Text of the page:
For more information, call Meg-Keller-Marvin at 570 594-4367 or e-mail:

Friday, August 23, 2019

Becca Mann Becomes First Person to Complete Maui Nui Triple Channel Swim

The completion took Mann approximately 22 hours and was tracked throughout. The trip to Molokai took Mann approximately four hours, while the swim to Lanai took just under eleven. Her final channel back to Maui took about six more hours. Updates were also provided on Mann’s Instagram account throughout the swim.
Map of 64-kilometer swim. Photo Courtesy: Becca Mann
While Mann is the first to complete the swim, this was not her first time in Hawaii’s waters. At age ten, she swam the Maui Channel – a nearly 10 mile trek from Maui to Lanai. Becca Mann was also a member of the fastest all-female relay to complete the same channel swim last year.
In an exclusive with Swimming World, Mann recently provided more details on her experience in open water and her preparation leading into the attempt. Mann included that she was first inspired to swim in these waters after layovers in the Honolulu airport as a child.
As a member of USA Swimming, Becca Mann captured bronze in the 1500 meter freestyle at the 2019 Pan American Games on August 10. Just nine days later, she etched her name in another record book as she consecutively swam to and from these three Hawaiian islands:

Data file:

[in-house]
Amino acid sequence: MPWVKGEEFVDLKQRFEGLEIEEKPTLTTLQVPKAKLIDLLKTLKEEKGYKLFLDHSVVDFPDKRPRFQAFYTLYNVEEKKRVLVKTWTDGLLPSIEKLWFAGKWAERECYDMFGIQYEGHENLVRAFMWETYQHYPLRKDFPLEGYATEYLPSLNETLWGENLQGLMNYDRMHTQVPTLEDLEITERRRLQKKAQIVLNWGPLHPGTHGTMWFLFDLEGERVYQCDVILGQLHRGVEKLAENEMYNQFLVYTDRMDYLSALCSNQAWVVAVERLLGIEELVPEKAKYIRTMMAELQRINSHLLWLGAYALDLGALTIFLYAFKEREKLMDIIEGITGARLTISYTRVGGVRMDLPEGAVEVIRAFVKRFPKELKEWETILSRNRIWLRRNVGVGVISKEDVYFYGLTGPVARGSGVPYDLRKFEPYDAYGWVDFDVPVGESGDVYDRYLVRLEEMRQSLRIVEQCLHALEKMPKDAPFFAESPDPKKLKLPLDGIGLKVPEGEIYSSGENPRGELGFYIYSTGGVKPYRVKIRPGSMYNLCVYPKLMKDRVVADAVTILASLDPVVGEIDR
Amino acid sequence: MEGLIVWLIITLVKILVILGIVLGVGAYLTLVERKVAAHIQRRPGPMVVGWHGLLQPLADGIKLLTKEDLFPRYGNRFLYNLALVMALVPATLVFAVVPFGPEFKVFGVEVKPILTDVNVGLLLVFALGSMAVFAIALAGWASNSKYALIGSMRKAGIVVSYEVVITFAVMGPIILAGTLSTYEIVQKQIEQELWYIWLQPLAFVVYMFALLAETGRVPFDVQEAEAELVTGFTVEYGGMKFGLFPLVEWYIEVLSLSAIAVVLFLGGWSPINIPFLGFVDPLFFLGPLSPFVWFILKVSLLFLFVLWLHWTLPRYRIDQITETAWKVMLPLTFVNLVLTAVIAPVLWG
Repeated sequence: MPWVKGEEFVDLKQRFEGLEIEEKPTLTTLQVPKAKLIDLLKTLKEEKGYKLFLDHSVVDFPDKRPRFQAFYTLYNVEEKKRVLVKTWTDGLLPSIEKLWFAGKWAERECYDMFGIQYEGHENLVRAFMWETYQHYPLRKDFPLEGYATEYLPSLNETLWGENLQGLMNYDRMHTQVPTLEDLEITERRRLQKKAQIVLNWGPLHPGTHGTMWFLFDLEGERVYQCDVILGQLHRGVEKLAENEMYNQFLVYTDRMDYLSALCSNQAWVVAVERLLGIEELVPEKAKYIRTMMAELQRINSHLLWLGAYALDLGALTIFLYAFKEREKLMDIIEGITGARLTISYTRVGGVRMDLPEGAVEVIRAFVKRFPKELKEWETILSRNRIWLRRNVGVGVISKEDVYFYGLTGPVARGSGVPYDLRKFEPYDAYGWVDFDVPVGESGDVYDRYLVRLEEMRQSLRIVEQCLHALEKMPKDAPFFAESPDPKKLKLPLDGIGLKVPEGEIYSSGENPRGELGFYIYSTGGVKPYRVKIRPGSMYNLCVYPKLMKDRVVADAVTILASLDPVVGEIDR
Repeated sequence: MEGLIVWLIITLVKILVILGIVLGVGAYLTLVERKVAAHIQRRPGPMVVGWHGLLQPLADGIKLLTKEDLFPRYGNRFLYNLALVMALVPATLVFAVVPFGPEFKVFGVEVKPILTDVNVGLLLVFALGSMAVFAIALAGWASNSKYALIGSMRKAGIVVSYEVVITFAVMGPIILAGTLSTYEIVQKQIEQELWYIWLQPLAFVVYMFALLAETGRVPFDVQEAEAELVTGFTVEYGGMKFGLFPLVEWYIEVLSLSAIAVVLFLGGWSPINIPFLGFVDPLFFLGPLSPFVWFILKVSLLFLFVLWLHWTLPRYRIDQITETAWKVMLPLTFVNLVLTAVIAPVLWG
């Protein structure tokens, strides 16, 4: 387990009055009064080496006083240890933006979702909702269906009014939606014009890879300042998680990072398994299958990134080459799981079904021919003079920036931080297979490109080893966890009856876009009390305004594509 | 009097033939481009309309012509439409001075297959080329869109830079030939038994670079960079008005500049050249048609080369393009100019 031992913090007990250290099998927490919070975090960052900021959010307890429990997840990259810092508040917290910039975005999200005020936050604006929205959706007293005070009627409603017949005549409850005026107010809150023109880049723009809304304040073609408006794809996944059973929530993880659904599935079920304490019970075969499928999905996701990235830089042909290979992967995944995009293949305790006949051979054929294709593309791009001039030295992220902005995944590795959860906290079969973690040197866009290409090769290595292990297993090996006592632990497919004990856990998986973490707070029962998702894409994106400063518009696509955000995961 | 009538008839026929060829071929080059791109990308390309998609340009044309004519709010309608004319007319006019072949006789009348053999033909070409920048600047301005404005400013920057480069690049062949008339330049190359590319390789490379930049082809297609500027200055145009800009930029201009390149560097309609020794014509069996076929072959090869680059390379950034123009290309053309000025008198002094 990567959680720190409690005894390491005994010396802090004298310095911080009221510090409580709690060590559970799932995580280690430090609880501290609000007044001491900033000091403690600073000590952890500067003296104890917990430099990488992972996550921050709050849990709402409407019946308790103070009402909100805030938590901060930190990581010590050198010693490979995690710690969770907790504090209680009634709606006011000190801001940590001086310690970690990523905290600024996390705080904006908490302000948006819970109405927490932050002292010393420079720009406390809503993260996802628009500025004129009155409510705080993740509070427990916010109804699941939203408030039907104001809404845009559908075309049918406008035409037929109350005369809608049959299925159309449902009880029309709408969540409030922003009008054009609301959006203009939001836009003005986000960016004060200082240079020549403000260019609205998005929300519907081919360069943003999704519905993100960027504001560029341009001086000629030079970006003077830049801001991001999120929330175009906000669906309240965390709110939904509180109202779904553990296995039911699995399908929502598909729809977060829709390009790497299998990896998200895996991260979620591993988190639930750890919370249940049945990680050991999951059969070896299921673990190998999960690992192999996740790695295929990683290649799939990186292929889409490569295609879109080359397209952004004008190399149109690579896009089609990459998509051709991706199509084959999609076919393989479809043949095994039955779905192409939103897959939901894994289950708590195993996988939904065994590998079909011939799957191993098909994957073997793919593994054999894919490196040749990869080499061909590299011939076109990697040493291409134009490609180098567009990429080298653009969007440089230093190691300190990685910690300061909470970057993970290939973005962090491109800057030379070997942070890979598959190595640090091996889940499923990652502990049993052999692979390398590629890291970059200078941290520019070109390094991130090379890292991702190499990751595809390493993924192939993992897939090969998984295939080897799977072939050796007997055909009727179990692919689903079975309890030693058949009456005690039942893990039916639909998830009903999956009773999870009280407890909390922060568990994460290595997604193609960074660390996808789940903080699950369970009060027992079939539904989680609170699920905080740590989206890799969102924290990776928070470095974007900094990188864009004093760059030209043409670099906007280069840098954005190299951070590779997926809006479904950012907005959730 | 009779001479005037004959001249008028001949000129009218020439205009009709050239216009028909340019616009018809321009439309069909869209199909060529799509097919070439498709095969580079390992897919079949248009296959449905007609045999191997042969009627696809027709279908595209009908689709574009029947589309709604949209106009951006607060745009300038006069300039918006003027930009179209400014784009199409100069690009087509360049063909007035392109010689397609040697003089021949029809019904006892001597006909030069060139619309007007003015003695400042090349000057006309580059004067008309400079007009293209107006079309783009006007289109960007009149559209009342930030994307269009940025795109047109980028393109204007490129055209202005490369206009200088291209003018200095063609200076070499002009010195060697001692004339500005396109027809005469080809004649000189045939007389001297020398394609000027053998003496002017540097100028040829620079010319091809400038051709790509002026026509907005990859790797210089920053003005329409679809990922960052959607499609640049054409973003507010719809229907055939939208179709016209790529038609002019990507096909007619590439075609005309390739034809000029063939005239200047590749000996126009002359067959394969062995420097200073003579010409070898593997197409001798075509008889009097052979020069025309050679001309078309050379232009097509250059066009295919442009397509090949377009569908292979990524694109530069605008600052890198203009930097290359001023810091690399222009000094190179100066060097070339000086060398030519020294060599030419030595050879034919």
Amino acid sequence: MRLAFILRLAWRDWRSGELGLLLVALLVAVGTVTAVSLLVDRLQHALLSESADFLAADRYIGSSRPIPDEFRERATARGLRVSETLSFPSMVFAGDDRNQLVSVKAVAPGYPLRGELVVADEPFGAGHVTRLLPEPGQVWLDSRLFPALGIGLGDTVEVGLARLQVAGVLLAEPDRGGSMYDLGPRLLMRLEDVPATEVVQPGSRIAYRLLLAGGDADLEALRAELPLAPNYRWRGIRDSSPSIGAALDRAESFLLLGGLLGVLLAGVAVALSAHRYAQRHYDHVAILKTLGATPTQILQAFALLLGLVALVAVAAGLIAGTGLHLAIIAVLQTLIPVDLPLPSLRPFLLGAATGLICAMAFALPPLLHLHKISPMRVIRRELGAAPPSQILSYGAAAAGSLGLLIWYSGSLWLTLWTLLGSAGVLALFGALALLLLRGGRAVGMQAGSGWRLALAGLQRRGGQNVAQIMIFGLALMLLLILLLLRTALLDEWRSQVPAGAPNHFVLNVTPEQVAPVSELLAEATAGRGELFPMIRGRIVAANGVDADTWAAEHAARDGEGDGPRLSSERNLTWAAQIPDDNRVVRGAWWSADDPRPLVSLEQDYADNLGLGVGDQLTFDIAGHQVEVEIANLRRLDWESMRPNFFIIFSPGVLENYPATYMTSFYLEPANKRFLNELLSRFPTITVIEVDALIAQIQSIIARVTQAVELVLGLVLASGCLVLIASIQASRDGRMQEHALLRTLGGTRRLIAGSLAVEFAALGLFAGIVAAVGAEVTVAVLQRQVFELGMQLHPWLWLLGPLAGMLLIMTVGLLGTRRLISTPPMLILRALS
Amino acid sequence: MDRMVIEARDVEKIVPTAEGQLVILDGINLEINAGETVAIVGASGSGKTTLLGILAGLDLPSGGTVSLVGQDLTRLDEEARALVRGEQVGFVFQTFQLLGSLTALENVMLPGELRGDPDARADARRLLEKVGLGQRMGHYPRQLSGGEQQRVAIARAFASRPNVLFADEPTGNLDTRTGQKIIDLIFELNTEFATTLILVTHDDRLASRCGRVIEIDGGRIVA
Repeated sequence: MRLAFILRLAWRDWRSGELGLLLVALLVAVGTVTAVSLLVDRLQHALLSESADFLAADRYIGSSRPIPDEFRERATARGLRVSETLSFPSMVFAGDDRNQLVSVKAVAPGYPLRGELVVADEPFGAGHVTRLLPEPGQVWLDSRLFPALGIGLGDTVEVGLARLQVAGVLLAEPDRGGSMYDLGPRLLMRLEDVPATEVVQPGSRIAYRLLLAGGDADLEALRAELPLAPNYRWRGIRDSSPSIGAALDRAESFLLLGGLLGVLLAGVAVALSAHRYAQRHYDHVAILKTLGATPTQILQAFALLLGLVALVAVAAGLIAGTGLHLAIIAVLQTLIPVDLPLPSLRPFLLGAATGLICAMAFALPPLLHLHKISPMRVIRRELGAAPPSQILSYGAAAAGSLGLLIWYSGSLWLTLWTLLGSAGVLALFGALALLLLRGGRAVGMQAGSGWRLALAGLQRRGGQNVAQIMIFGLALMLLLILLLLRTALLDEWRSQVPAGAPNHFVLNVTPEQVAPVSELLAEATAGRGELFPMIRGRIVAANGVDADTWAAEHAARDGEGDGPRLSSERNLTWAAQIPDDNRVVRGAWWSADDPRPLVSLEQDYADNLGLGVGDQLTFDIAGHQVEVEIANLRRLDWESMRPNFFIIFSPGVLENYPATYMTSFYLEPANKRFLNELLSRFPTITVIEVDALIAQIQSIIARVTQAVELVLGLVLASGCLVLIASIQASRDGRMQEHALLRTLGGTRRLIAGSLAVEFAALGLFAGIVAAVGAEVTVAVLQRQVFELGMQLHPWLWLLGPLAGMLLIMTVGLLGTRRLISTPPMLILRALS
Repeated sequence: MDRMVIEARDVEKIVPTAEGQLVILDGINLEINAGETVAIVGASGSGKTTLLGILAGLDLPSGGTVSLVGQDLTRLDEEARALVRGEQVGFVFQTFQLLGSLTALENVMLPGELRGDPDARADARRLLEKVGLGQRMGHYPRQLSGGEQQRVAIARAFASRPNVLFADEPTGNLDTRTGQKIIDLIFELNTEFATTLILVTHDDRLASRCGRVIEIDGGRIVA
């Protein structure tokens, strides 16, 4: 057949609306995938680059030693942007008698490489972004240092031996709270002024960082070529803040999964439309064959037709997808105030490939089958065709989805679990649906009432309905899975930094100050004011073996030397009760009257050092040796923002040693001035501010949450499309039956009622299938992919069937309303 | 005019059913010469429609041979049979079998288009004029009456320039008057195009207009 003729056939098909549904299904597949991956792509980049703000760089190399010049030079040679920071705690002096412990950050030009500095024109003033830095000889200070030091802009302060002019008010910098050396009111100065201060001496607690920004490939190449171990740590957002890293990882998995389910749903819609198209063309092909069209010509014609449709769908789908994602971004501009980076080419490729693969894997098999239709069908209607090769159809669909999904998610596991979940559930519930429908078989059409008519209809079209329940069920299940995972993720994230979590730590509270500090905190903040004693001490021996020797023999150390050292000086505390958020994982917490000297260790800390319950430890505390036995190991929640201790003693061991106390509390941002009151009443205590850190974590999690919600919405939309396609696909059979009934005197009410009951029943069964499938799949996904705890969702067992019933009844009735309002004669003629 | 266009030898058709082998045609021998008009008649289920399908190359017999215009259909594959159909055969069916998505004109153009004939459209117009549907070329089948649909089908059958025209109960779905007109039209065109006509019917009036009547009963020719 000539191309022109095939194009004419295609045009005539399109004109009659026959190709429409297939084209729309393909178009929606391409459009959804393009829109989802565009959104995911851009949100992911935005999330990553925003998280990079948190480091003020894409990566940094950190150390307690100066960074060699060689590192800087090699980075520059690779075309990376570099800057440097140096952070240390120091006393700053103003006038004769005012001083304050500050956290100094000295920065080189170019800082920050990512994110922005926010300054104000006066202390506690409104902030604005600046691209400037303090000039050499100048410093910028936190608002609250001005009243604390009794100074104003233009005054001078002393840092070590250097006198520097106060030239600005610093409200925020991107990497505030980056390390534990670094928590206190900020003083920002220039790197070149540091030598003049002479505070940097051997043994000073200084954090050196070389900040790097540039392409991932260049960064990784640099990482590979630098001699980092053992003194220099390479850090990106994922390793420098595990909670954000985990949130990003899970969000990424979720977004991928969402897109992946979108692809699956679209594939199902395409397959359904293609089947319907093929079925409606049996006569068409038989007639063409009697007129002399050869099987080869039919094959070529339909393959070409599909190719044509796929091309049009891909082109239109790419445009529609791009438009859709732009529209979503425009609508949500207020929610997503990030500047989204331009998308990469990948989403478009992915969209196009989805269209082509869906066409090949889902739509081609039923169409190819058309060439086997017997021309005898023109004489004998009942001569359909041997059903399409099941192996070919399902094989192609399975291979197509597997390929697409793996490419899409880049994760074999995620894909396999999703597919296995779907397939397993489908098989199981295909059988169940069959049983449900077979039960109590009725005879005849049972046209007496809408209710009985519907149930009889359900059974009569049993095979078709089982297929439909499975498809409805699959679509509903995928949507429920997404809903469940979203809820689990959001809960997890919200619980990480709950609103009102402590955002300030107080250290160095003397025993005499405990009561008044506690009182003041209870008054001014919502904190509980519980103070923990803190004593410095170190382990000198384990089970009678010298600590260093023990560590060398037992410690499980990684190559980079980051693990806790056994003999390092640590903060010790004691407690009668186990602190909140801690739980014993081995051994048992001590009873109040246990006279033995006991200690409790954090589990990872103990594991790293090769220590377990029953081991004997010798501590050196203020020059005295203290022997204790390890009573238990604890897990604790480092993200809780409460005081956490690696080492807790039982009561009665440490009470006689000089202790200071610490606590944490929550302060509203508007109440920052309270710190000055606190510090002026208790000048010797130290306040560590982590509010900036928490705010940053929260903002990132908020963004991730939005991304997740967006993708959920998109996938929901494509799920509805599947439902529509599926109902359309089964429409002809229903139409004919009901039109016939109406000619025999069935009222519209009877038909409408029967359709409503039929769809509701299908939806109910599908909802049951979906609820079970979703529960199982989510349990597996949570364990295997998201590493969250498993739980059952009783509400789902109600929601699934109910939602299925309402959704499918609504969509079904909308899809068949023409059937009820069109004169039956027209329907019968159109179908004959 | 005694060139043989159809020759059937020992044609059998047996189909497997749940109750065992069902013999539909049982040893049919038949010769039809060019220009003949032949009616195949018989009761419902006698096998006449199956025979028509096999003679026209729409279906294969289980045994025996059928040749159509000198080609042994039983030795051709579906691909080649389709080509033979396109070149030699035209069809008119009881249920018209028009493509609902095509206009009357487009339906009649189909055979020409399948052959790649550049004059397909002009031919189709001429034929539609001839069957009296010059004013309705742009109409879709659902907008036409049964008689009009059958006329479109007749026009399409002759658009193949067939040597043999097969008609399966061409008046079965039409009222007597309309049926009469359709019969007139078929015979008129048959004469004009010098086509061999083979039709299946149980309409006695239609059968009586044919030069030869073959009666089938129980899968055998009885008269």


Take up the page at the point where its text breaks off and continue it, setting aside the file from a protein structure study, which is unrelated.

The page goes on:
Olympic Expectations: USA Men’s Water Polo Passes Pan American Test, Moves On to Tokyo

BROOKLYN, NY. It’s been more than a week since I returned from Lima, Peru for the 2019 Pan American Games. Following men’s and women’s water polo at Pan Ams was the most important tournament I’ve covered—so far—for one simple reason: events at Villa Maria del Triunfo Aquatics Complex represented a referendum on Dejan Udovicic’s tenure as head coach for the American men.
pan_american_logo.svgDespite a number of unknown variables, including the quality of the competition, his men succeed spectacularly. Of six matches, Team USA’s only competitive contest was in group play versus Canada, whom the Americans beat decisively in the gold medal game. In that first match, Udovicic’s side bolted out to a 10-5 lead after intermission, then held off a furious Canadian rally for a 13-11 win.